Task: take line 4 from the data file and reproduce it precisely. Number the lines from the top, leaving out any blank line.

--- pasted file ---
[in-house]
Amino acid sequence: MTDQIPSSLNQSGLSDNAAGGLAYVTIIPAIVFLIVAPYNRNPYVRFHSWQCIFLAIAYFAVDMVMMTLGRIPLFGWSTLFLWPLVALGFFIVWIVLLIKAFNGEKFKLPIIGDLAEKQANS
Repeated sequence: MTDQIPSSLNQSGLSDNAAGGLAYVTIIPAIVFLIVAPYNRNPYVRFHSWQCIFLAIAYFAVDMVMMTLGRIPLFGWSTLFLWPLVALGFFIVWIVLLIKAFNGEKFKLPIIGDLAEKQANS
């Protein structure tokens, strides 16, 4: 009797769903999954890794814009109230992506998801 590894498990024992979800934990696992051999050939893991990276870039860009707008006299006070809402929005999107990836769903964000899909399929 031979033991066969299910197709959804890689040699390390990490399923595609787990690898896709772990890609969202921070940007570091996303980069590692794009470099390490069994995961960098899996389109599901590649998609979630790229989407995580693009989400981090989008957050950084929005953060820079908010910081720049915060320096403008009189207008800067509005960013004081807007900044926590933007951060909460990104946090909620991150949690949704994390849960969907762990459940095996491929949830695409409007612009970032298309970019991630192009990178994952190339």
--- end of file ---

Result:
């Protein structure tokens, strides 16, 4: 009797769903999954890794814009109230992506998801 590894498990024992979800934990696992051999050939893991990276870039860009707008006299006070809402929005999107990836769903964000899909399929 031979033991066969299910197709959804890689040699390390990490399923595609787990690898896709772990890609969202921070940007570091996303980069590692794009470099390490069994995961960098899996389109599901590649998609979630790229989407995580693009989400981090989008957050950084929005953060820079908010910081720049915060320096403008009189207008800067509005960013004081807007900044926590933007951060909460990104946090909620991150949690949704994390849960969907762990459940095996491929949830695409409007612009970032298309970019991630192009990178994952190339």